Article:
law Archive

Apple Loses DOJ Lawsuit

Posted July 13, 2013 By Dan

Apple Inc is no stranger to the courtroom.  They have gone to court with Samsung, Motorola, Microsoft, The Beatles, etc.  On Wednesday, the U.S. Department of Justice has won its case against Apple Inc.

Apple was found guilty of price-fixing and hurting competition.  According to this article:

[T]he judge [is] saying not only that the government has proven a per se violation of the Sherman Act “through compelling direct and circumstantial evidence that Apple participated in and facilitated a horizontal price-fixing conspiracy,” but also that Apple has failed to show the agreements had pro-competitive effects.

The case revolves around Apple conspiring with e-book publishers, since 2009, to raise prices in a scheme to knock off Amazon.

Be the first to comment

Samsung and Consumers Lose Case Against Apple

Posted August 25, 2012 By Dan

In a followup to an earlier article, Apple has successfully sued Samsung for $1.05 Billion in a patent infringement lawsuit.  Apple threw the book at Samsung, claiming a sole patent on things like a cell phone being rectangular with rounded corners, size/shape of icons, etc.

From the NY Times

The image shows the two different phones.  Samsung, on the left, is bigger, darker and just fundamentally different than the iPhone on the right.  Do they have similarities?  Absolutely.  But there are similarities between any two things that essentially perform the same the same functions (ie, talk, text, surf, etc).

What gets me is that Samsung just bought, used and observed the iPhone.  I could understand if Samsung stole code or images, but all that happened is that Samsung was inspired by the iPhone.  If Apple was more secure about its creative superiority, then they wouldn’t need to waste time in the courtroom, they’d just work on the next great iPhone.

However, that didn’t happen, and us consumers will pay for it.  The NY Times reports:

The case underscores how dysfunctional the patent system has become. Patent litigation has followed every industrial innovation, whether it is steam engines, cars or, now, phones. And it is the courts, rather than the patent office, that are being used to push companies toward a truce.

In the end, consumers may be the losers. The substantial legal fees may be passed on in higher prices, analysts say, and litigation can deter entrepreneurs from entering the industry, so there is less competition.

“It is hard not to see all the patent buying and patent lawsuits as a distortion of the role of patents,” said Josh Lerner, an economist and patent expert at Harvard Business School. “They are supposed to be an incentive for innovation.”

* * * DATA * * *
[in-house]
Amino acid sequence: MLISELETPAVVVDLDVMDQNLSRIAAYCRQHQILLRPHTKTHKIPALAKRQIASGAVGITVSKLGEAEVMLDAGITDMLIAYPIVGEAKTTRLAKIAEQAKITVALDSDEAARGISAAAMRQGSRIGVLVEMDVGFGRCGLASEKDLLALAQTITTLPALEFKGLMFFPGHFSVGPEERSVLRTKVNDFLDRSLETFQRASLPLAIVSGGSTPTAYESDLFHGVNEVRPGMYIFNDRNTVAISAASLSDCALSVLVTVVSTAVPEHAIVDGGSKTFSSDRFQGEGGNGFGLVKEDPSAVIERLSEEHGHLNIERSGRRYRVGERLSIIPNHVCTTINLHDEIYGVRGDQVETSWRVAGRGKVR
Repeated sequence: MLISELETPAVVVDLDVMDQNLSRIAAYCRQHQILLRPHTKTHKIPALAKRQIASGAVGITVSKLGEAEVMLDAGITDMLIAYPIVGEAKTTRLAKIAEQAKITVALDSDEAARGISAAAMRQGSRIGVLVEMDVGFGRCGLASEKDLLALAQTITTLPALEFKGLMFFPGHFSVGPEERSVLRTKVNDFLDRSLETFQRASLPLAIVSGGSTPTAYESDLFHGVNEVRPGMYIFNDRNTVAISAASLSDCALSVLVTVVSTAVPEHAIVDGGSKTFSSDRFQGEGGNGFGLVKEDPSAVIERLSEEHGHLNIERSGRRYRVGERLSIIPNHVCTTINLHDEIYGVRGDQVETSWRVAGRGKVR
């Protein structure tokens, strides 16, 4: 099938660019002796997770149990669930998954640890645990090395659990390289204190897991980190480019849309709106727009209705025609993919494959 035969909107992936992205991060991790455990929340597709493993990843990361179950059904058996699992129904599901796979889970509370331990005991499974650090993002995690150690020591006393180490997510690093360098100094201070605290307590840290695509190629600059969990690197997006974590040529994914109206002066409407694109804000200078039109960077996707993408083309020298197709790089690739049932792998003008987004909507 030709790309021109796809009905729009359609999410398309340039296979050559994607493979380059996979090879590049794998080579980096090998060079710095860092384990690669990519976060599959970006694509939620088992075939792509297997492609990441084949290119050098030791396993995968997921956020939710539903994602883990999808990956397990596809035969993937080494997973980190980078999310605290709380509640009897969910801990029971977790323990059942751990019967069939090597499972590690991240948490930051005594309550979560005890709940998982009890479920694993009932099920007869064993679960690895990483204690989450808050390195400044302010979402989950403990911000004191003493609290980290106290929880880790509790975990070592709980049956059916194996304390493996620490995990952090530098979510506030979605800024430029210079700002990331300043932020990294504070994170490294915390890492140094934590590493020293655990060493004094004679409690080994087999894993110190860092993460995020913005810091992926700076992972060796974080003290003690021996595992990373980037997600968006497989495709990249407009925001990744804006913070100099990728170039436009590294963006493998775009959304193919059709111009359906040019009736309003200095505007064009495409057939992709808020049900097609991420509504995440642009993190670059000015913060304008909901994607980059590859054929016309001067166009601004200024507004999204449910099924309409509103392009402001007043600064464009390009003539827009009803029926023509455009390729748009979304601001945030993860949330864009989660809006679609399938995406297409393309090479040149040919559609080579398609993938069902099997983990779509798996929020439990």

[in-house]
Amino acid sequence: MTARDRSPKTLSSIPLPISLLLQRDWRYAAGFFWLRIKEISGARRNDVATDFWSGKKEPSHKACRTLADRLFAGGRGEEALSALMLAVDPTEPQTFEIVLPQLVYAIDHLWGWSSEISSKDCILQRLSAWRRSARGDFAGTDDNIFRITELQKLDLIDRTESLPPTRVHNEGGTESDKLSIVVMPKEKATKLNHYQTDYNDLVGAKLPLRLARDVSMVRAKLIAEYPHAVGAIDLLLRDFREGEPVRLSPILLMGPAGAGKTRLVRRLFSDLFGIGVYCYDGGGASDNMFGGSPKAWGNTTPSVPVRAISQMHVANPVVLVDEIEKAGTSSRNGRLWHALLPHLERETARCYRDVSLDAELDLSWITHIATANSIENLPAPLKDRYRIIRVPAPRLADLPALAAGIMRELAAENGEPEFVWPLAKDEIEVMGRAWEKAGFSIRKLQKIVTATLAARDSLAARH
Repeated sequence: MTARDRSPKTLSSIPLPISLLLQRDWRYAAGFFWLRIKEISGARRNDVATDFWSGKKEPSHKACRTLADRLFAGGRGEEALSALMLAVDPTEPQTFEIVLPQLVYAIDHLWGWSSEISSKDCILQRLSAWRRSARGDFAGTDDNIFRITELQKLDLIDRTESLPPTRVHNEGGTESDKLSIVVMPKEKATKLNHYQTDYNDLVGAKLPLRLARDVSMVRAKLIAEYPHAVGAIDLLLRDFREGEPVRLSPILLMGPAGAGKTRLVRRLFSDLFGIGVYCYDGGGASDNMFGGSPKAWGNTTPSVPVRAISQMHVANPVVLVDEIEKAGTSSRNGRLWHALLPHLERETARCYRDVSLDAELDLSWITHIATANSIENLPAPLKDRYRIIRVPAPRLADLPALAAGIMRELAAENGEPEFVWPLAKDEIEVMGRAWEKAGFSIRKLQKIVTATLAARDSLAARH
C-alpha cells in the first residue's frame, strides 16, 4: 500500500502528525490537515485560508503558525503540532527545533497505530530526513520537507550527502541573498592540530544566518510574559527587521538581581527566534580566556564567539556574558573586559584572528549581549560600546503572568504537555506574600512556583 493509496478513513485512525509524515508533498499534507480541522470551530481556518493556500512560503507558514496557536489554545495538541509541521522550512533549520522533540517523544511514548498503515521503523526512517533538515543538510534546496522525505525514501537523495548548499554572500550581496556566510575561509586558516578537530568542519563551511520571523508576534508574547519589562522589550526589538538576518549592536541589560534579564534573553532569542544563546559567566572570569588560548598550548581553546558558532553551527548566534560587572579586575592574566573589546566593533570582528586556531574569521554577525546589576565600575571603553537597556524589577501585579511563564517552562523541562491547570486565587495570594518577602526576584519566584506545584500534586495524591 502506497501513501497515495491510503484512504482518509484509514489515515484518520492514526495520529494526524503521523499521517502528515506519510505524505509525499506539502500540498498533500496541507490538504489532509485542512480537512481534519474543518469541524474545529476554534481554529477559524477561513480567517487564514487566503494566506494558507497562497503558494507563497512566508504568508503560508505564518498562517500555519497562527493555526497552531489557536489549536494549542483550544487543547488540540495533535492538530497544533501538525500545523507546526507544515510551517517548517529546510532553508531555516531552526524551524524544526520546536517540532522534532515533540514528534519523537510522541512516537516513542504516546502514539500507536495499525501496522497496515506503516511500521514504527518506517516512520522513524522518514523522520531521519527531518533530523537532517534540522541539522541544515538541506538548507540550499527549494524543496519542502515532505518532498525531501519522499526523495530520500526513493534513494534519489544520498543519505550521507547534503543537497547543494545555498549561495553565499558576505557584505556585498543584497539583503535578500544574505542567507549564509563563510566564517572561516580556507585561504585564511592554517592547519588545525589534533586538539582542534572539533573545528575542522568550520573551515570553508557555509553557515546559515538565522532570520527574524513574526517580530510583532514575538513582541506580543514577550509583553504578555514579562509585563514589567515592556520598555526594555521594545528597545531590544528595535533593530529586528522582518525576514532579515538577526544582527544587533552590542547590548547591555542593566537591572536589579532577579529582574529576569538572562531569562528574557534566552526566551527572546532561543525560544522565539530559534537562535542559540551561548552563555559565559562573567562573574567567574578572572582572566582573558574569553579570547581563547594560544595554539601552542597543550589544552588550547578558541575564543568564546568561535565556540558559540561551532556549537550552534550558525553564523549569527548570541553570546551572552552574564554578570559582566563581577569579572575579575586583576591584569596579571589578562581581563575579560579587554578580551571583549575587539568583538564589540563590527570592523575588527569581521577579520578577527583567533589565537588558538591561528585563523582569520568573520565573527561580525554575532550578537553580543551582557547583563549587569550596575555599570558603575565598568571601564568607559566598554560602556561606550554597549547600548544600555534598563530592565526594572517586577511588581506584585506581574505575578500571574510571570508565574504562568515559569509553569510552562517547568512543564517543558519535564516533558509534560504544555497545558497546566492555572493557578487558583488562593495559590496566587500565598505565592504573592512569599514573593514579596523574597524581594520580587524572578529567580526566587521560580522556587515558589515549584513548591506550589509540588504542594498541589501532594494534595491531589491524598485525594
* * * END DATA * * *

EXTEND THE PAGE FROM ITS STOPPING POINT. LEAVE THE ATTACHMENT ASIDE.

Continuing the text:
By one estimate, as many as 250,000 patents can be used to claim ownership of some technical or design element in a smartphone. Each patent is potentially a license to sue.

Samsung says it will challenge the jury’s decision, which covered design basics like the shape of the iPhone itself and its array of small on-screen icons. So the courtroom conflict could continue for years, and even then, the case is but one of dozens of lawsuits and countersuits in 10 countries between Apple and Samsung, the world’s two leading smartphone makers.

Coders beware!

I personally feel this is unfortunate in the history of programming.  If we’re not able to be inspired by products in our field without fear of legal retaliation, growth in our field would stymied.  Learning what works and building upon that is the cornerstone of innovation.

Lawsuits have their place in our industry – fight monopolistic practices, protect code, protect consumers.  But slowing down innovation during such an exciting time is awful!

3 Comments so far. Join the Conversation

Studying the Competition

Posted August 5, 2012 By Dan

The first week of the Apple vs Samsung trial ended Friday over Apple’s allegations of “patent infringement” against Samsung.  Apple says Samsung stole their iPhone designs.

eWeek reports:

An Apple attorney showed Denison (chief strategy officer for Samsung’s mobile business) an internal Samsung document titled “Galaxy S1 v. iPhone” from March of 2010, when Samsung was developing a smartphone to rival the iPhone, which was first introduced in 2007. While acknowledging that the report was a detailed comparison of the two products, he said it was not about copying features of the iPhone in the Galaxy S.

Earlier in the day, Scott Forstall, the Apple senior VP in charge of the iOS software for iPads and iPhones, testified that Apple, too, did “tear-downs” of competitors products, including the Samsung Galaxy S, but that’s done to benchmark the designs of rivals, not copy them, which is what Apple accuses Samsung of doing.

I have to admit, the distinction doesn’t click for me.  Why would a company “benchmark the designs of rivals” if not to copy or improve upon them?  And is that truly a bad thing?

This lawsuit obviously has major implications for developers.  Would this mean “best practices” and learning from competitors could be outlawed?  In some ways it protects our hard work.  But in many ways it would stifle growth and progress.

Time will tell

1 Comment. Join the Conversation